AMazing®: As a vertically oriented market, has there been a notable increase in the number of machine and material vendors attending MMI?
Lauralyn: In the last couple of years, we have seen a significant increase in the number of vendors participating and the number of long-time vendors highlighting use in medical applications. Of particular note is the number of metal solutions, machines capable of micro-scale printing and bioprinting, particularly bio-scaffolds. The number of machines highlighting bio-compatible materials has also increased including the use of PEEK, a popular, FDA-approved material for medical devices. As the awareness of medical opportunities grows, we expect the number of vendors to increase significantly.
AMazing®: We hear about the emergence of ‘digital healthcare’. What future opportunity does digital healthcare present for MMI?
Lauralyn: Additive manufacturing may be one of the pioneering examples of digital healthcare. Combining the digital imaging files from MRIs and CT scans, the technology has enabled diagnosis and surgical planning for about 15 years. Early examples include planning complicated surgeries for separation of conjoined twins and making patient-specific hearing aid cases. As the technology, process validation, materials, and regulations develop to meet the unique needs of treatment, we’ll see this extend to more use in diagnosis, planning and treatment with patient-specific devices and tools.
AMazing®: Many industry insiders expect the global additive manufacturing medical and healthcare sector to grow significantly in the next few years. How will MMI evolve to meet the rapidly growing needs of industry? What do you hope to see?
Lauralyn: We will continue to work with industry and the medical professions to identify their challenges and bring together resources not only at the event, but also as a primary source for ideas and answers. As the complexity grows, we will also see even more collaboration of engineering and biology. We already see these two groups meeting and discussing applications and technology at RAPID. We plan to continue this trend to become the place where doctors, device manufacturers, researchers, regulatory bodies and even consumers look for the best information on how additive manufacturing could change the quality of their life.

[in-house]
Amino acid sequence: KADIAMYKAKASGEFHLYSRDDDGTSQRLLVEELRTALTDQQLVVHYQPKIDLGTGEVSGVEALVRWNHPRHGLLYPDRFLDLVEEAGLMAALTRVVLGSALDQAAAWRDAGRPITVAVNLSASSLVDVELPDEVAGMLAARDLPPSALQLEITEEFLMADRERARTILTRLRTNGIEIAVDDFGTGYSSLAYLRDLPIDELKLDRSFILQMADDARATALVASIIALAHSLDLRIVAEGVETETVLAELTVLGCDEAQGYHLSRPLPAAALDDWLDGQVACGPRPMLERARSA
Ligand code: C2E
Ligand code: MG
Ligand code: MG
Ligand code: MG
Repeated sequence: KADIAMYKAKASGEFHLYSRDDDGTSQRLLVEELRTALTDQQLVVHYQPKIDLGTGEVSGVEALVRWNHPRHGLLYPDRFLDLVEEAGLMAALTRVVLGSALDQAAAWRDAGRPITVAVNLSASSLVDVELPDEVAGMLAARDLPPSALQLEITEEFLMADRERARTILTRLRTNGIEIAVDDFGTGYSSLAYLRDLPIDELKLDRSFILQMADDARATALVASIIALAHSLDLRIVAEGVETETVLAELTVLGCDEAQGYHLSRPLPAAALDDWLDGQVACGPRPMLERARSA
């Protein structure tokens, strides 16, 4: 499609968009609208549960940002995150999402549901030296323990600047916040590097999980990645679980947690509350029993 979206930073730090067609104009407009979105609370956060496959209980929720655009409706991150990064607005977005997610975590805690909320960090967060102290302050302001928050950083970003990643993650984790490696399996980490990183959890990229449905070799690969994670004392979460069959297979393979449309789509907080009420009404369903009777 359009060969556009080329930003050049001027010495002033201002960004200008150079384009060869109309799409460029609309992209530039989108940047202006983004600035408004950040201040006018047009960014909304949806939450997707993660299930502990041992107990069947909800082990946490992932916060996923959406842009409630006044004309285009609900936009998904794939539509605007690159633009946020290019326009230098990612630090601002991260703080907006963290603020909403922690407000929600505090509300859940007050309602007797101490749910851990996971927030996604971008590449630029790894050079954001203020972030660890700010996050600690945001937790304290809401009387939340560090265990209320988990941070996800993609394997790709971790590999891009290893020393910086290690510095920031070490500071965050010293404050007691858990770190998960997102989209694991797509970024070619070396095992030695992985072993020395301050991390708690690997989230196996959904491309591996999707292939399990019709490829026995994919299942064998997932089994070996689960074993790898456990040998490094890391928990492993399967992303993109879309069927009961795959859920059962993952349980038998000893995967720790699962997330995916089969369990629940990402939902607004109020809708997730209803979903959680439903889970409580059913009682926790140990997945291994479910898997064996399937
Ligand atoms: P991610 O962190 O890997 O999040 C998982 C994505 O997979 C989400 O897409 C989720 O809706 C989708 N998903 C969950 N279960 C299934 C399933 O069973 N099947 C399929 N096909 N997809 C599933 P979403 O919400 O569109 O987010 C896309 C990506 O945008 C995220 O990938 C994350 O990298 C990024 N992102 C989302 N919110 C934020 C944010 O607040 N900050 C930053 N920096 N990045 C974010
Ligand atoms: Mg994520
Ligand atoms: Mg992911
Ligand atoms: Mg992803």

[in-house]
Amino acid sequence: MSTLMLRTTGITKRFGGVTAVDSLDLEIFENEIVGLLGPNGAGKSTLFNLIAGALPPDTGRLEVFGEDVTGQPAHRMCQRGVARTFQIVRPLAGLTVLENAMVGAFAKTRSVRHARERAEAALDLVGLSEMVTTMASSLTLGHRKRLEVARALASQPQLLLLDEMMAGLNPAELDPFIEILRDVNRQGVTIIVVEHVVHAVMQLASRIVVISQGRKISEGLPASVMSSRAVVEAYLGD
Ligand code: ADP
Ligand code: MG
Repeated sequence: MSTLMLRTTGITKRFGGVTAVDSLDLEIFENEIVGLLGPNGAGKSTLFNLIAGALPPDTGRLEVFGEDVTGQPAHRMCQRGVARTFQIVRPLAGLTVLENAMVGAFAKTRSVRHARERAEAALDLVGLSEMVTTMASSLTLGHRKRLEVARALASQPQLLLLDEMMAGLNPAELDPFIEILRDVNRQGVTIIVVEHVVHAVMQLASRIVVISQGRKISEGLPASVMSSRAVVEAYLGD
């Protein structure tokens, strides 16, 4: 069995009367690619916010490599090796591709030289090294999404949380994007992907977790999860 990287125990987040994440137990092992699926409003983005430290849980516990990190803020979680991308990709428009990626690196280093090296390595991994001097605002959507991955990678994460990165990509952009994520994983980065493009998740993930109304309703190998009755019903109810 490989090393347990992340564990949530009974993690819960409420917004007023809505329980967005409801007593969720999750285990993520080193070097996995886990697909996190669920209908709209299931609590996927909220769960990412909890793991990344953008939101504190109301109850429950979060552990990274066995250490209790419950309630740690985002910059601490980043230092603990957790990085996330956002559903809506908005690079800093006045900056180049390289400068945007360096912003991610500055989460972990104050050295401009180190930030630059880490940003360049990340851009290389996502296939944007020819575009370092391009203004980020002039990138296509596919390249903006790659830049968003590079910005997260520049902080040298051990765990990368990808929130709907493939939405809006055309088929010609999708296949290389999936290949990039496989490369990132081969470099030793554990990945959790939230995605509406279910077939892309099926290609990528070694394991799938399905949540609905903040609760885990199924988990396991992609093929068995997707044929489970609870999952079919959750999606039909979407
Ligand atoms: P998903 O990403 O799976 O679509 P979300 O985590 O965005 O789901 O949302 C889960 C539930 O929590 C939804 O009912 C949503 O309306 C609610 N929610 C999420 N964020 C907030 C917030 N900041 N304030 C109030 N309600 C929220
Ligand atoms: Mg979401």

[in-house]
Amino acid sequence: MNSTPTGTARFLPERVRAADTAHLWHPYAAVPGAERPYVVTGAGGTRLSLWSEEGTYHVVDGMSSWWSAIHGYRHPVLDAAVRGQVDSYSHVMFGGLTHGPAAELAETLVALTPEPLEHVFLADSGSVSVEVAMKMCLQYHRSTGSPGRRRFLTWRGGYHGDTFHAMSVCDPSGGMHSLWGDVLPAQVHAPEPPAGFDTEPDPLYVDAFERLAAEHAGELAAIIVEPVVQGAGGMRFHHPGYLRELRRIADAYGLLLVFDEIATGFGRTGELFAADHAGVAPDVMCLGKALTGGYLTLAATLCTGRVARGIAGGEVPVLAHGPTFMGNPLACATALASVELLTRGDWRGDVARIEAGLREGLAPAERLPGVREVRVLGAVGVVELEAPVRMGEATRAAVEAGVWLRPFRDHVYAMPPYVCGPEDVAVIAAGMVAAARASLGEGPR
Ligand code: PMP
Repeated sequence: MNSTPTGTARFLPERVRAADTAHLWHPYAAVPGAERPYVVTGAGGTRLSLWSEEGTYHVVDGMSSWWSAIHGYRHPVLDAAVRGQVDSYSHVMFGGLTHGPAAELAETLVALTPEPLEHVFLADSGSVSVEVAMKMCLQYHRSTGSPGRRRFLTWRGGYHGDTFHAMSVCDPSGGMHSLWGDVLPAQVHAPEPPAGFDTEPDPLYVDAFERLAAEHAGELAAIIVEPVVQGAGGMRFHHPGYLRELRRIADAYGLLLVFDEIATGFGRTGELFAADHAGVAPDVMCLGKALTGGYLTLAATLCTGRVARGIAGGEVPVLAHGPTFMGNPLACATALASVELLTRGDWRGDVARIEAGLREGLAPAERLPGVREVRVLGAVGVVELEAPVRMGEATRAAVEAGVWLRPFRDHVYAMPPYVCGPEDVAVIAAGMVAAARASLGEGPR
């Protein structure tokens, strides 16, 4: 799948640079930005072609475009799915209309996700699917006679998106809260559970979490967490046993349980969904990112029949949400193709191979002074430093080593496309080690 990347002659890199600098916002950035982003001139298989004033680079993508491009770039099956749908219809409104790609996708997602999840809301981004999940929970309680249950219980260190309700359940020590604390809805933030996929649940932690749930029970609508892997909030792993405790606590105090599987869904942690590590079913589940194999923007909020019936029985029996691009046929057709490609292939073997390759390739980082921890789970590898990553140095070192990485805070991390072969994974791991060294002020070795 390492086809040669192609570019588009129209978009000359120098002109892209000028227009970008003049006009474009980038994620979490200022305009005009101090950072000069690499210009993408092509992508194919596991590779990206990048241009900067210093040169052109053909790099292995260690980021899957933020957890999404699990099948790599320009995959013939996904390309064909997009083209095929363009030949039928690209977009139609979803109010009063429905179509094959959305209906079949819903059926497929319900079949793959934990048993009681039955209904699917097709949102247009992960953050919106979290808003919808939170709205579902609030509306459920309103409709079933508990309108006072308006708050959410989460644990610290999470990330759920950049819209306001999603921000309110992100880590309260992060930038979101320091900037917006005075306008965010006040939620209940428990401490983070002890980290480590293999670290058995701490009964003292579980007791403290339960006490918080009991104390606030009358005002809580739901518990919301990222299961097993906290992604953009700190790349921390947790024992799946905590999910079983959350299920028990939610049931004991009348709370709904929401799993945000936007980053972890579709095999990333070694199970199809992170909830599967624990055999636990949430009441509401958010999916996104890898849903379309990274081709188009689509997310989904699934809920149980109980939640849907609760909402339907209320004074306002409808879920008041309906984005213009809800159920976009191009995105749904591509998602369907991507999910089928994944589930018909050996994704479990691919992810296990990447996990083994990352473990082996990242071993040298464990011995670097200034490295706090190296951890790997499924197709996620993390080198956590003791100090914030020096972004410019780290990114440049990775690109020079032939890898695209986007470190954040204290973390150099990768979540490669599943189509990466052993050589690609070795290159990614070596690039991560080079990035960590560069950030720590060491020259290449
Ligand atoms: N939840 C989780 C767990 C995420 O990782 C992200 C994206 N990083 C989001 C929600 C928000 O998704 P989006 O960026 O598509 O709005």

This concludes our interview. Thank you very much Lauralyn for your participation. We are excited very appreciative of the opportunity to learn about SME’s Medical Manufacturing Innovations series. For more information about MMI at RAPID, visit: www.rapid3devent.com/mmi
About Lauralyn McDaniel, Industry Manager, Medical
Lauralyn McDaniel joined SME in February 1996 and currently serves as the industry manager of medical device manufacturing. In this role, she guides SME’s medical industry strategy development and implementation, identifying potential markets, products and partners, and becoming the medical industry resource among the SME team.
McDaniel has been involved in medical manufacturing since 2000, engaging with companies and activities surrounding additive manufacturing, micro-manufacturing, nanotechnology, and many other technologies.
This work has included identifying challenges and potential solutions for medical manufacturing, writing articles on innovative technologies and processes, and leading SME’s Medical Additive/3D Printing Workgroup. Prior to joining SME, McDaniel held roles at IBA Health and Life Assurance Company and Southwest Michigan Commission. She has a bachelor’s degree in journalism from Oakland University and a master’s degree in business administration from the University of Notre Dame.
For nearly 25 years, RAPID Conference & Exposition, produced by SME, has defined the crucial role of additive manufacturing and empowered the establishment of an industry that continues to conceive, test, improve and manufacture new products at a faster, more cost-efficient pace. As the leader and authority figure in additive manufacturing, RAPID attracts buyers, sellers and end-users of design, prototyping, tooling and direct digital technologies to a world-class event for discovery, innovation and network
SME connects all those who are passionate about making things that improve our world. As a nonprofit organization, SME has served practitioners, companies, educators, government and communities across the manufacturing spectrum for more than 80 years. Through its strategic areas of events, media, membership, training and development, and the SME Education Foundation, SME is uniquely dedicated to advancing manufacturing by addressing both knowledge and skill needs for industry. At SME, we are making the future. Together.